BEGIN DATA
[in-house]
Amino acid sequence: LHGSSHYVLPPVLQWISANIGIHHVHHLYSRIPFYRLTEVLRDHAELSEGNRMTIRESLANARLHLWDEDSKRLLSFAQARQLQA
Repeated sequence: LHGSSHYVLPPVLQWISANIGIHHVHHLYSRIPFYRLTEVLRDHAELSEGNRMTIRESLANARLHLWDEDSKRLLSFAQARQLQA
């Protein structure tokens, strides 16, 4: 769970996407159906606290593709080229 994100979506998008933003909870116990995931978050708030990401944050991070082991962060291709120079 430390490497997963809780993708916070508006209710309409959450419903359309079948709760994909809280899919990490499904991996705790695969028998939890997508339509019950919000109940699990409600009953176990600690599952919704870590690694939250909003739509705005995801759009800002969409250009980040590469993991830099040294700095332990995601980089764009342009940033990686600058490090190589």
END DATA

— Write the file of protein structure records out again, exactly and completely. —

[in-house]
Amino acid sequence: LHGSSHYVLPPVLQWISANIGIHHVHHLYSRIPFYRLTEVLRDHAELSEGNRMTIRESLANARLHLWDEDSKRLLSFAQARQLQA
Repeated sequence: LHGSSHYVLPPVLQWISANIGIHHVHHLYSRIPFYRLTEVLRDHAELSEGNRMTIRESLANARLHLWDEDSKRLLSFAQARQLQA
């Protein structure tokens, strides 16, 4: 769970996407159906606290593709080229 994100979506998008933003909870116990995931978050708030990401944050991070082991962060291709120079 430390490497997963809780993708916070508006209710309409959450419903359309079948709760994909809280899919990490499904991996705790695969028998939890997508339509019950919000109940699990409600009953176990600690599952919704870590690694939250909003739509705005995801759009800002969409250009980040590469993991830099040294700095332990995601980089764009342009940033990686600058490090190589």